Thursday, September 17, 2009

Unpacking Luther’s Baggage, chapter 2, page 3

There are two Messianic organizations that I have great respect for and which I have followed for many years: First Fruits of Zion ( and Tikkun International ( I learned about FFOZ through a friend in the early 90’s and soon began receiving their magazine which went through various name changes: It began as First Fruits of Zion, and then after FFOZ moved to Israel, the name was changed to Bikurei Tziyon (which is First Fruits of Zion in Hebrew), and finally settled on Messiah magazine. They have since supplemented that with a great publication called Messiah Journal. 

FFOZ was started by Boaz Michael and his wife Amber in Denver, Colorado. They were soon joined by Ariel and D’vorah Berkowitz, Tim Hegg, D. Thomas Lancaster, and others who wrote ground breaking books on the subject of the Torah and its relationship to believers in Yeshua. I attended the Jars of Clay seminar in Toledo, Ohio in 1997 where I first got to meet Boaz, Ariel, and D’vorah. I was later able to go to Norfolk, Virginia in 1999 to see Ariel and D’vorah do another seminar at the Old Dominion University. It was evident from the start that this group was special and that they were doing some exciting research in important but controversial subjects. I still remember quite vividly when Boaz talked to us at the Jars of Clay seminar. In a very humble way he said that they were not going to use words like “should” and “must” when it came to obeying the commandments. It is rather like a child who complains to their parents on Sunday morning: “why do we have to go to church?” and the parent says in reply, “we don’t have to go; we are blessed because we get to go to church.” 

One of the core products of their ministry is called Torah Club. Essentially it is the kind of Bible Study that Jesus would have gone though every week of his life. For over 2000 years on any given week, Jewish families throughout the world read the same Torah portion and selected verses from the prophets and then discuss what they have read. The goal is to read from Genesis through Deuteronomy in one year. Torah Club provides a commentary (usually 15-20 pages) written by FFOZ that provides incredible insight from rabbinic and other sources on the Torah portion and on the New Testament. FFOZ has 5 volumes of commentaries (one for each year) that provide a different emphasis on the Torah portions. My wife Rita and I are just about to start our third year going through the newly rewritten Torah Club Volume 3. The study is held at Mars Hill church in Grandville, Michigan. When the Jewish new year starts in October, our Torah Club study group will meet to discuss the weekly portion, the commentary, and our answers to the questions at the end of the commentary. I plan on summarizing the discussion and content that comes out of our group’s meeting in this blog. But I digress...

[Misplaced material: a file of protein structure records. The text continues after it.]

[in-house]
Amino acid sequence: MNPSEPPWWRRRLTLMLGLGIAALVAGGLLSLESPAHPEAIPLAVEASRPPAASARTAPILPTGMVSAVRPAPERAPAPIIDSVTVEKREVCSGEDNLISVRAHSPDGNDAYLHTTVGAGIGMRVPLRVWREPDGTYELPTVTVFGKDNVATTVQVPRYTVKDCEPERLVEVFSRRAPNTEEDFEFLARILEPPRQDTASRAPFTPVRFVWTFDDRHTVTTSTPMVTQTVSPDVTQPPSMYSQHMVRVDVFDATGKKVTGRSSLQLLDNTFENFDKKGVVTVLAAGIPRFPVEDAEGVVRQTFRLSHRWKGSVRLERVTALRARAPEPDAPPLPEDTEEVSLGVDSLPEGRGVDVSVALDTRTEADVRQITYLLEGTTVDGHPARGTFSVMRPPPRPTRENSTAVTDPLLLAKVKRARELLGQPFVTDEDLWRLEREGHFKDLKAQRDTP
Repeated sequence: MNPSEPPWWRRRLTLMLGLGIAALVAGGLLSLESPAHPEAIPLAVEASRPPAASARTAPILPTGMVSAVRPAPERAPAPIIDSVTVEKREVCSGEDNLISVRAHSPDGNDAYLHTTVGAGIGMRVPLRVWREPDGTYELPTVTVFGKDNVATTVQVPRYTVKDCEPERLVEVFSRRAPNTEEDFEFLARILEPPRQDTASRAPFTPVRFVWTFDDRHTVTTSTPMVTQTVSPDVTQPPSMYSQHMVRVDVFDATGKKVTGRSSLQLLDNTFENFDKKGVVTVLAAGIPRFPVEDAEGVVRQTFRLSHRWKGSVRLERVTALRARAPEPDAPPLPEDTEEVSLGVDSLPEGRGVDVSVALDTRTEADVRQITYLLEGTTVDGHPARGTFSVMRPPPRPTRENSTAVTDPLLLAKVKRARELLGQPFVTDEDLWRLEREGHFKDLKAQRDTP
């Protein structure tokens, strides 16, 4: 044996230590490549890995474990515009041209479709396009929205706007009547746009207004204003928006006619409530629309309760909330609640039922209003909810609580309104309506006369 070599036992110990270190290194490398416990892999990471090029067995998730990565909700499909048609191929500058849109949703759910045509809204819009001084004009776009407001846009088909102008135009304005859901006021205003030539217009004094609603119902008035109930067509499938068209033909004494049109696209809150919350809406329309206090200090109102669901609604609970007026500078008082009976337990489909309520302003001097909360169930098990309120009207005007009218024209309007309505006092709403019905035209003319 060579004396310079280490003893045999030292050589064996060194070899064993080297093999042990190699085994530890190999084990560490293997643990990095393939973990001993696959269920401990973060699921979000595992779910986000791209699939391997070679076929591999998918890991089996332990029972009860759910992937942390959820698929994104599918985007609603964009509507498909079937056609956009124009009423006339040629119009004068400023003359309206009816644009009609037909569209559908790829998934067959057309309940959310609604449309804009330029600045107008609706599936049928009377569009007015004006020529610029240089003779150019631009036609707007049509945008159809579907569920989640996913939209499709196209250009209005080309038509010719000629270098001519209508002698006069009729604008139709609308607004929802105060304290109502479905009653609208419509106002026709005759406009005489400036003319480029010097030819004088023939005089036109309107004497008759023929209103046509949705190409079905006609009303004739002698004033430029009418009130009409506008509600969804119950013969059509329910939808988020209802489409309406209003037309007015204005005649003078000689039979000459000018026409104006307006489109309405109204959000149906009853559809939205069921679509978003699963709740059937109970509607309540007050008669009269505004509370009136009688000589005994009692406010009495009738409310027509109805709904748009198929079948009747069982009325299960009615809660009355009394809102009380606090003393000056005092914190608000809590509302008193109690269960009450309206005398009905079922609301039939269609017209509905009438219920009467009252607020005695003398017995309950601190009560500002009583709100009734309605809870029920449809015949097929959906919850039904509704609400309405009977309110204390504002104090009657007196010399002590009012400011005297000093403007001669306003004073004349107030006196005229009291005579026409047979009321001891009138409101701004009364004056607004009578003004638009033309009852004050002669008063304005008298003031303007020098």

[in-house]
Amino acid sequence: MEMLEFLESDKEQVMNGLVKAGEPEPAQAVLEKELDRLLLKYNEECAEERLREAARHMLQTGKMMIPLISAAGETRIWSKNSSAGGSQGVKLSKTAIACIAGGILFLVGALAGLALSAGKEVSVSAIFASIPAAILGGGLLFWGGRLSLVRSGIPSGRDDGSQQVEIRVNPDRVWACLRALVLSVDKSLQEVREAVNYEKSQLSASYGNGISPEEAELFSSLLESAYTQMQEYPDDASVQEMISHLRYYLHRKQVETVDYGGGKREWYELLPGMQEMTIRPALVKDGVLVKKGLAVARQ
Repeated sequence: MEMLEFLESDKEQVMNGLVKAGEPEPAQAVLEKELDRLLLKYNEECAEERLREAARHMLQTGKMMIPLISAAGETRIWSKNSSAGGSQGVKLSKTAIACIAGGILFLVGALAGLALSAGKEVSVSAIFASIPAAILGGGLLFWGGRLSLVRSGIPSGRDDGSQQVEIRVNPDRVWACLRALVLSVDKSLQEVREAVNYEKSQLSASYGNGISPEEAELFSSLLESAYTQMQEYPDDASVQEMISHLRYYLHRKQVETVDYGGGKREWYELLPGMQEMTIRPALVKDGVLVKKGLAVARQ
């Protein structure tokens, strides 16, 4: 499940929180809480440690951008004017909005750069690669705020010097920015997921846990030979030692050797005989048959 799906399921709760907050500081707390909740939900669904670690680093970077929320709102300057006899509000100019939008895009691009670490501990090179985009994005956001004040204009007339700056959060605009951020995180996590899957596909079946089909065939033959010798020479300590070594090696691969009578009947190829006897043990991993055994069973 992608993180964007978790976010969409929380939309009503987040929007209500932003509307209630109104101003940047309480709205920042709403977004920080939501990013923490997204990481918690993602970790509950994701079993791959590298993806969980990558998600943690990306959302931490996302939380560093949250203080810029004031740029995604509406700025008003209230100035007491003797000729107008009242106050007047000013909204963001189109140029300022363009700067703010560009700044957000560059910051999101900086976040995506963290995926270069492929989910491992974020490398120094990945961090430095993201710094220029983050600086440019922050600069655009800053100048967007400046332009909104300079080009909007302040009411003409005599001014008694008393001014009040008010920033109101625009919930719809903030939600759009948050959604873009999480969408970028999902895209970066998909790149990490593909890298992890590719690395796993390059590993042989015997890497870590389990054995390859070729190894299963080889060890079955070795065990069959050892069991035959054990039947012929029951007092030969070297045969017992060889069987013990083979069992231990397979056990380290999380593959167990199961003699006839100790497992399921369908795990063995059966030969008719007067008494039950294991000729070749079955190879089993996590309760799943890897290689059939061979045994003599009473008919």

FFOZ has from the very beginning grappled with the relationship of the Torah to the New Testament believer. If you were to go through every book of the Bible, from Genesis through Revelation and gave a thumbs up or a thumbs down judgement on whether or not the book has a positive opinion about God’s commandments, you would have 66 Yes votes. The longest chapter in the Bible, Psalm 119, uses an acrostic technique to pile up statement after statement that praises God’s commandments. This song of praise for the Torah rises to this great crescendo in book after book and then seemingly stalls at Acts 15. What gives? FFOZ has just explained this dilemma through a masterfully written 24 page article called “One Law” and the Messianic Gentile. I promise (Lord willing) that I'll summarize the article at the next post...

No comments:

Post a Comment